Frequency and types of alternative breeding strategies employed by nesting American black ducks in North Carolina

Philip Lavretsky, Amanda Hoyt, Vergie M. Musni, Doug Howell, Christopher K. Williams

Intro to the article By Dr Beck

Prof Dr Phil Lavretsky is a duck hunter; a scientist for Ducks Unlimited; and a sure shot on the issue of evolution, and molecular genetic analysis of the truth of avian phylogeny. He is the « go-to » duck hunter for Ducks Unlimited.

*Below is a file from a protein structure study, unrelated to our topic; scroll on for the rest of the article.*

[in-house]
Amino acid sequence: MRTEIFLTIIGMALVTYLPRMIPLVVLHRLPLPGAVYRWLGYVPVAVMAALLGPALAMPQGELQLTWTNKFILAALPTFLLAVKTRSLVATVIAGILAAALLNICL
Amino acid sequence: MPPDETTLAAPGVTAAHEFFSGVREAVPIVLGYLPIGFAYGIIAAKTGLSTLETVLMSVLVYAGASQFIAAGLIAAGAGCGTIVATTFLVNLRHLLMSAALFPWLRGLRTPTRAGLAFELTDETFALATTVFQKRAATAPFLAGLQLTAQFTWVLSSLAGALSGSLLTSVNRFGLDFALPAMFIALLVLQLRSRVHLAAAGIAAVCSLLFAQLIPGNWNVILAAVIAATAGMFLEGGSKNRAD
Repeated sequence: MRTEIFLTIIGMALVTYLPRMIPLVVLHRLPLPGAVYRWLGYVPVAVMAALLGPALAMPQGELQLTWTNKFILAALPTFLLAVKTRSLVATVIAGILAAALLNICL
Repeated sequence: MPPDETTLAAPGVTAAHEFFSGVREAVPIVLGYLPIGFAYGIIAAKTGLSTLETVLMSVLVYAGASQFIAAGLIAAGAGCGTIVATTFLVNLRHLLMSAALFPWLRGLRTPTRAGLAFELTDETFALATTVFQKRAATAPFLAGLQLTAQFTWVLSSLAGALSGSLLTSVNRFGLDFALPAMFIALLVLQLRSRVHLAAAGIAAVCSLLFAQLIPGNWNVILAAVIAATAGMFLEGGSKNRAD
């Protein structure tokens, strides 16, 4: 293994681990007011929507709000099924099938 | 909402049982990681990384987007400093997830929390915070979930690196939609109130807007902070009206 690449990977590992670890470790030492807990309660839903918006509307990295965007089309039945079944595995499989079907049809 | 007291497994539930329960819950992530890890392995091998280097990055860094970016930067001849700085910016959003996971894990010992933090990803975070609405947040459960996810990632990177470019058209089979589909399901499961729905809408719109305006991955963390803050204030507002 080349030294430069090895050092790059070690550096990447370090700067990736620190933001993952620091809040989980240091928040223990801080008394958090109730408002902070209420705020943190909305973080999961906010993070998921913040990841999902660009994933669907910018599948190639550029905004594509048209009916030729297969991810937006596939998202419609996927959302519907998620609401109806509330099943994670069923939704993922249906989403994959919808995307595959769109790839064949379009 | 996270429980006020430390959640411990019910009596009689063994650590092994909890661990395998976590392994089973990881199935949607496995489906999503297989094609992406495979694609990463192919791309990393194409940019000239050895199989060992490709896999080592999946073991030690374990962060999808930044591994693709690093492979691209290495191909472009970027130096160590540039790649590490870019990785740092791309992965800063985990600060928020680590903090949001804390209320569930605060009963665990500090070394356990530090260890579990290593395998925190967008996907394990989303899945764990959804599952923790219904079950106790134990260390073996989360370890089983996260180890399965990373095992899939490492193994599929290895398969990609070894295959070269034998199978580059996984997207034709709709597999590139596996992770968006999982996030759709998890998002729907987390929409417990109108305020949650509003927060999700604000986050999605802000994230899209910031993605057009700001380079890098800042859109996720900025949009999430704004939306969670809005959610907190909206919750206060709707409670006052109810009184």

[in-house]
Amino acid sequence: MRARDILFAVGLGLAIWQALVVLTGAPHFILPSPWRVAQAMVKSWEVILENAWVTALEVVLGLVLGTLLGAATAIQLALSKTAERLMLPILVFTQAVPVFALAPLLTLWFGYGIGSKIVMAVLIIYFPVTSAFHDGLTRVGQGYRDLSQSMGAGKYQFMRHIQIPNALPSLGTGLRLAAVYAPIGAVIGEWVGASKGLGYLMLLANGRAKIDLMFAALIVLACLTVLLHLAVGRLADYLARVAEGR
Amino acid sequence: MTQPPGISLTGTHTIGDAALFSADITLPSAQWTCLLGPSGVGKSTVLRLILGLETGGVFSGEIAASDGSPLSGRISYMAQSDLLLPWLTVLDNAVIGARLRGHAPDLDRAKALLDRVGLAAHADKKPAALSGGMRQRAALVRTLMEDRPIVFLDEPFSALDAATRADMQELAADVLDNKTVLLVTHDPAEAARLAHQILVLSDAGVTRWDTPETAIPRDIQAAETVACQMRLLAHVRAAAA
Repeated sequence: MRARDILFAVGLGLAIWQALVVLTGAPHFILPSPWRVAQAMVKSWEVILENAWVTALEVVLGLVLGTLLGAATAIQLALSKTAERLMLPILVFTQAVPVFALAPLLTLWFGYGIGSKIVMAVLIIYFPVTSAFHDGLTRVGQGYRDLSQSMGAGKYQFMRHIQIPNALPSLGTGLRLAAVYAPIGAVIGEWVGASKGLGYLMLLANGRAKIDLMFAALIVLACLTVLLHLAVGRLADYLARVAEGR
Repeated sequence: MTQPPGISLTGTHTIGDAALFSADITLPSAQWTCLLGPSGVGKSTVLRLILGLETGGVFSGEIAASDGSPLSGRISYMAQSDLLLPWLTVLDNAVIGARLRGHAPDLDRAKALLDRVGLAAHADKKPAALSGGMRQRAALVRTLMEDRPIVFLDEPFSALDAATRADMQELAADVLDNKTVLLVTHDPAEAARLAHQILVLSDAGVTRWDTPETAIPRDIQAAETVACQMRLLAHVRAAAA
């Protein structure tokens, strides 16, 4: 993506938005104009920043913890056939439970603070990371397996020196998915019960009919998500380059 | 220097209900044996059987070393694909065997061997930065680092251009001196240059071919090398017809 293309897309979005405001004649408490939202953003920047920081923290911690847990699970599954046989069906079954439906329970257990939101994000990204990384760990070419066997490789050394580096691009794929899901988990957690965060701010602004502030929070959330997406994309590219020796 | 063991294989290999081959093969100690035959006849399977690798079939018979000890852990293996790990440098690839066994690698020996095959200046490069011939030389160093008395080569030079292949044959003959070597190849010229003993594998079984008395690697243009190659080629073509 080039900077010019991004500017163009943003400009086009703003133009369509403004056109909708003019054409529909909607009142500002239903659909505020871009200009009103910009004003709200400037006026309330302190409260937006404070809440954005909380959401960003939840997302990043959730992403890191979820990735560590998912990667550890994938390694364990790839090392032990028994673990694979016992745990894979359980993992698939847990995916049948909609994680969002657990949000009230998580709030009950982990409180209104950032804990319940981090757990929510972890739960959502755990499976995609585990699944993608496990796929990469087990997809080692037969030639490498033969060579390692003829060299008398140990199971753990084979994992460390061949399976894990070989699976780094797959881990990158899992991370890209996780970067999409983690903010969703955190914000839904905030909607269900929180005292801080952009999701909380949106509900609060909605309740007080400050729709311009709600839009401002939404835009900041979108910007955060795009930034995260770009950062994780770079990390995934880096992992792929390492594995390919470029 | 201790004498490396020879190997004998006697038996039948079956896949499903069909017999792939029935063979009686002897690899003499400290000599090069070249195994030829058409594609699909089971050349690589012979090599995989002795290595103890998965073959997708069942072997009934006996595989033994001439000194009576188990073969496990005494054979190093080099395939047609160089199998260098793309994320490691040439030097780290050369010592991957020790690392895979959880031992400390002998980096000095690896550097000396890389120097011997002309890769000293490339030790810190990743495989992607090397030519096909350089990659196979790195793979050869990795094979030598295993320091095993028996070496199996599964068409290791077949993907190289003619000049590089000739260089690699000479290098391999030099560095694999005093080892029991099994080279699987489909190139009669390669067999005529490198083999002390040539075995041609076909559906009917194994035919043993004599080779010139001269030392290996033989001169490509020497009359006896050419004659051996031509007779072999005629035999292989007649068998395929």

Although most birds are considered to be at least partially monogamous, molecular evidence continues to uncover that many species can have multiple sexual mates. Many species of Waterfowl (Order Anseriformes) consistently deploy alternative breeding strategies, and although cavity nesting species have been well studied, few attempts to understand rates of alternative breeding strategies exist in the Anatini tribe. Here, we assay mitochondrial DNA and thousands of nuclear markers across 20 broods of American black ducks (Anas rubripes; “black duck”) that included 19 females and 172 offspring to study population structure as well as types and rates of secondary breeding strategies in coastal North Carolina. First, we report high levels of relatedness among nesting black ducks and offspring and while 17 (of 19) females were of pure black duck descent, three were found to be black duck x mallard (A. platyrhynchos) hybrids. Next, we evaluated for mismatched mitochondrial DNA and paternity identities across each female’s clutch to determine types and frequency of alternative or secondary breeding strategies. Although we report that nest parasitism occurred in two nests, 37% (7 of 19) of the sampled nests were multi-paternal as a result of extra-pair copulation. In addition to being part of a mix of strategies used to increase fecundity by successfully breeding females, we posit nest densities providing easier alternative mate access for males also explains high rates of extra-pair copulation among our sampled black ducks. Ultimately, however, while some proportion of females of many species engage in forms of secondary breeding strategies, we conclude that the decision to do so appears to be seasonally flexible for each individual.

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